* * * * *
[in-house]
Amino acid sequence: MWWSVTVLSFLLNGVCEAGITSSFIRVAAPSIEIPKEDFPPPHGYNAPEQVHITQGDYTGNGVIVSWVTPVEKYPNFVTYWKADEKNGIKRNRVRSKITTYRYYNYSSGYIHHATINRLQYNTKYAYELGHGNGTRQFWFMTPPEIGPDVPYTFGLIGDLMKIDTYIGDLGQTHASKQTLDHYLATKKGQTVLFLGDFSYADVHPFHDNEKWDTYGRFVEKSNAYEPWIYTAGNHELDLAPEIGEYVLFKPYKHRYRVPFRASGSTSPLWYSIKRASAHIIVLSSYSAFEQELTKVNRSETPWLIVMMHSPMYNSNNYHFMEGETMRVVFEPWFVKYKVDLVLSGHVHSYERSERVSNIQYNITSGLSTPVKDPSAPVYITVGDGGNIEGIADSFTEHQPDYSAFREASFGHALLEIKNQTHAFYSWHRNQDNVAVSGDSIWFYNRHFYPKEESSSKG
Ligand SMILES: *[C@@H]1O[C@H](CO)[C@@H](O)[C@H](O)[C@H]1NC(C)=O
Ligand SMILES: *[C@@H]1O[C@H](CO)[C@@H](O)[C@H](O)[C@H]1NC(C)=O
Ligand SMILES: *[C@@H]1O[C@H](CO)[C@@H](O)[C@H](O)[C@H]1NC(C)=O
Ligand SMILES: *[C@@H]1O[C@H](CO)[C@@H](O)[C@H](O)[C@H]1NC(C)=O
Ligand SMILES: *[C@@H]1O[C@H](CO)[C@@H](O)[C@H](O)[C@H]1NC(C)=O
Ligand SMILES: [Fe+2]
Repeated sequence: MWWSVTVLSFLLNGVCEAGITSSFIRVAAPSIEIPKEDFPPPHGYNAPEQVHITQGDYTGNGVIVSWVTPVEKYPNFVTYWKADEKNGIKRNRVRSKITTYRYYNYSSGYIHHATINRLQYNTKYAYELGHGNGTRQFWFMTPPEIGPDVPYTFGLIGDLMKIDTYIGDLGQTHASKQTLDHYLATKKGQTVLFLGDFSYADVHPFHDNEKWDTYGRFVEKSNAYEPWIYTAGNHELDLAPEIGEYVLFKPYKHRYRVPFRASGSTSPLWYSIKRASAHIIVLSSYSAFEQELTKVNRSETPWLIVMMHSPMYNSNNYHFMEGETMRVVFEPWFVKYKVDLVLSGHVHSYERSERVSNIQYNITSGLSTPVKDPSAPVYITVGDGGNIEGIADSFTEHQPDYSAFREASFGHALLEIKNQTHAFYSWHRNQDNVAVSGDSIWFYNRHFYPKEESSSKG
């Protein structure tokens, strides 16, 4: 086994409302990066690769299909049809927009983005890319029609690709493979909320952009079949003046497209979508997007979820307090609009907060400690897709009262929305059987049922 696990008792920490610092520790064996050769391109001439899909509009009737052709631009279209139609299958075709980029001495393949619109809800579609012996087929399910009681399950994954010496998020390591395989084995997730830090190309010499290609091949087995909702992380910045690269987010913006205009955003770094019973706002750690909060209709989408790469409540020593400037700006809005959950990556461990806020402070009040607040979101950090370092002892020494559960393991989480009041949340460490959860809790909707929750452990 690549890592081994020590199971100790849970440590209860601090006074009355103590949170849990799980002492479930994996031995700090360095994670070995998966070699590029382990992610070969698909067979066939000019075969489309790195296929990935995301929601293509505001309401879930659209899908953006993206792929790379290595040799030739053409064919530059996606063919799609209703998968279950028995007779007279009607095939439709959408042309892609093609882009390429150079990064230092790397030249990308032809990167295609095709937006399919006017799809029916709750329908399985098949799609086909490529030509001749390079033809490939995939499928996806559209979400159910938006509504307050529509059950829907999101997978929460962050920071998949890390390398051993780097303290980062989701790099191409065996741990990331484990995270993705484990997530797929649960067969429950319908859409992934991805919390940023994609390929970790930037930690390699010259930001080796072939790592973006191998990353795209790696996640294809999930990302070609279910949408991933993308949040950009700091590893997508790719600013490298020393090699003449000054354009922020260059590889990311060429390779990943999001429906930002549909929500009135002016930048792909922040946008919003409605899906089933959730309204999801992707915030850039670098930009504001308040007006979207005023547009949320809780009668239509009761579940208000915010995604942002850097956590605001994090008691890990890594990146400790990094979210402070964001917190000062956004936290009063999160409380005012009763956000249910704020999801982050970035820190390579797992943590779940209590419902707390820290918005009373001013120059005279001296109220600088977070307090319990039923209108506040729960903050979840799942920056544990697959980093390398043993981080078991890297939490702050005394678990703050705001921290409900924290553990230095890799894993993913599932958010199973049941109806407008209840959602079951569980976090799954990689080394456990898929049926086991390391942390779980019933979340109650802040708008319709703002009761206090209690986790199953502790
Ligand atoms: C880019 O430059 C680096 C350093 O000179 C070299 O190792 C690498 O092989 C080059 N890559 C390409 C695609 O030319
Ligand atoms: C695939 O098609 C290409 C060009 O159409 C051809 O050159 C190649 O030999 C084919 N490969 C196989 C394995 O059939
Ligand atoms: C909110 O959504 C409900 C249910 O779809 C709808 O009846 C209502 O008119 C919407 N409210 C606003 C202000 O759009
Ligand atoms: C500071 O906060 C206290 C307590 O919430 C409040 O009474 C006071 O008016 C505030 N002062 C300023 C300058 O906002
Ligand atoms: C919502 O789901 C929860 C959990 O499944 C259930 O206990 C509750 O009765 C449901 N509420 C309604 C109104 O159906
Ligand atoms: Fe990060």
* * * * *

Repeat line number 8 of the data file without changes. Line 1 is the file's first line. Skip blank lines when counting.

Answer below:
Ligand SMILES: [Fe+2]